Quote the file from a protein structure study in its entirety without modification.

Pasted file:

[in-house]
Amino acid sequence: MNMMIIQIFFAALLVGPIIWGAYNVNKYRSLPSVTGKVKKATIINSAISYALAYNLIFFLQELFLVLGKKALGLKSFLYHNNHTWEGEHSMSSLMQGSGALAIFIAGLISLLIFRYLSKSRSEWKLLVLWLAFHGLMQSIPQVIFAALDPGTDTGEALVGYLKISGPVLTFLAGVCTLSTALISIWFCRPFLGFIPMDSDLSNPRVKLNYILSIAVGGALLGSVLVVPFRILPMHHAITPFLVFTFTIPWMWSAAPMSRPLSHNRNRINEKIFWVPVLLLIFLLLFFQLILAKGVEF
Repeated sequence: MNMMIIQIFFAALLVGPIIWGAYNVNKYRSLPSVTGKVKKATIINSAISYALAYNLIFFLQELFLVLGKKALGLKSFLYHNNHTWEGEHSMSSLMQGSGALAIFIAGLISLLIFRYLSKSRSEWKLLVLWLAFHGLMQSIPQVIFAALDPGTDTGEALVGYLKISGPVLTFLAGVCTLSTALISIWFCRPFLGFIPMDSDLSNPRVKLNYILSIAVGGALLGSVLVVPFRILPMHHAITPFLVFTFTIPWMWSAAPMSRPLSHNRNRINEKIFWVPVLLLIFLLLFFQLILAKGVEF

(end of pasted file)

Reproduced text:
[in-house]
Amino acid sequence: MNMMIIQIFFAALLVGPIIWGAYNVNKYRSLPSVTGKVKKATIINSAISYALAYNLIFFLQELFLVLGKKALGLKSFLYHNNHTWEGEHSMSSLMQGSGALAIFIAGLISLLIFRYLSKSRSEWKLLVLWLAFHGLMQSIPQVIFAALDPGTDTGEALVGYLKISGPVLTFLAGVCTLSTALISIWFCRPFLGFIPMDSDLSNPRVKLNYILSIAVGGALLGSVLVVPFRILPMHHAITPFLVFTFTIPWMWSAAPMSRPLSHNRNRINEKIFWVPVLLLIFLLLFFQLILAKGVEF
Repeated sequence: MNMMIIQIFFAALLVGPIIWGAYNVNKYRSLPSVTGKVKKATIINSAISYALAYNLIFFLQELFLVLGKKALGLKSFLYHNNHTWEGEHSMSSLMQGSGALAIFIAGLISLLIFRYLSKSRSEWKLLVLWLAFHGLMQSIPQVIFAALDPGTDTGEALVGYLKISGPVLTFLAGVCTLSTALISIWFCRPFLGFIPMDSDLSNPRVKLNYILSIAVGGALLGSVLVVPFRILPMHHAITPFLVFTFTIPWMWSAAPMSRPLSHNRNRINEKIFWVPVLLLIFLLLFFQLILAKGVEF